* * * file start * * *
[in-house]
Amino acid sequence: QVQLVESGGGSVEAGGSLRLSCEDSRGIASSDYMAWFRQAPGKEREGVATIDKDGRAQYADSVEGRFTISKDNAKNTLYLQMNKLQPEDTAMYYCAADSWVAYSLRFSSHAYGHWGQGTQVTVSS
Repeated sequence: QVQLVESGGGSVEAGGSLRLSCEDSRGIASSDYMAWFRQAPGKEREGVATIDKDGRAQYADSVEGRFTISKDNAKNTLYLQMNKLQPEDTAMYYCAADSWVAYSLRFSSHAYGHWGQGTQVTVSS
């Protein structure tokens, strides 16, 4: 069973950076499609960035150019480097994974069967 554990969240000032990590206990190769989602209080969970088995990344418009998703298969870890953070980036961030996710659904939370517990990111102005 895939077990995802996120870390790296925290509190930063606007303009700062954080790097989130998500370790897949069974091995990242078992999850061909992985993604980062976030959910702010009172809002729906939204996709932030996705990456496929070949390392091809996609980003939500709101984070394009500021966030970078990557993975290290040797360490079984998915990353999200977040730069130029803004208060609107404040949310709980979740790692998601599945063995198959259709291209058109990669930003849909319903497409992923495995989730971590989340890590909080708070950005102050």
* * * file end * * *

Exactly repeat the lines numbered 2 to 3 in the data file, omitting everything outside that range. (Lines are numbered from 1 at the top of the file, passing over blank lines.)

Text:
Amino acid sequence: QVQLVESGGGSVEAGGSLRLSCEDSRGIASSDYMAWFRQAPGKEREGVATIDKDGRAQYADSVEGRFTISKDNAKNTLYLQMNKLQPEDTAMYYCAADSWVAYSLRFSSHAYGHWGQGTQVTVSS
Repeated sequence: QVQLVESGGGSVEAGGSLRLSCEDSRGIASSDYMAWFRQAPGKEREGVATIDKDGRAQYADSVEGRFTISKDNAKNTLYLQMNKLQPEDTAMYYCAADSWVAYSLRFSSHAYGHWGQGTQVTVSS